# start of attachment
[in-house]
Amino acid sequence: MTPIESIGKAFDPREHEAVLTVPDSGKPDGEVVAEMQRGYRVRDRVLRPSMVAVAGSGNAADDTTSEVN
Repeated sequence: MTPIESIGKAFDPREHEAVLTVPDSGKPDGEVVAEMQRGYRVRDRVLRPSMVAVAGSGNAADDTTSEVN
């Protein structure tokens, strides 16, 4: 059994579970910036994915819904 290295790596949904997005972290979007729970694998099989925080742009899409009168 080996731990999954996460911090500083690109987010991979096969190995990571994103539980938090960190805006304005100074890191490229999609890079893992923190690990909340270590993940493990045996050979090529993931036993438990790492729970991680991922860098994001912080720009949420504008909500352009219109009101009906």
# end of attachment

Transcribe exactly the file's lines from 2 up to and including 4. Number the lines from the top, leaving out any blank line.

Amino acid sequence: MTPIESIGKAFDPREHEAVLTVPDSGKPDGEVVAEMQRGYRVRDRVLRPSMVAVAGSGNAADDTTSEVN
Repeated sequence: MTPIESIGKAFDPREHEAVLTVPDSGKPDGEVVAEMQRGYRVRDRVLRPSMVAVAGSGNAADDTTSEVN
């Protein structure tokens, strides 16, 4: 059994579970910036994915819904 290295790596949904997005972290979007729970694998099989925080742009899409009168 080996731990999954996460911090500083690109987010991979096969190995990571994103539980938090960190805006304005100074890191490229999609890079893992923190690990909340270590993940493990045996050979090529993931036993438990790492729970991680991922860098994001912080720009949420504008909500352009219109009101009906």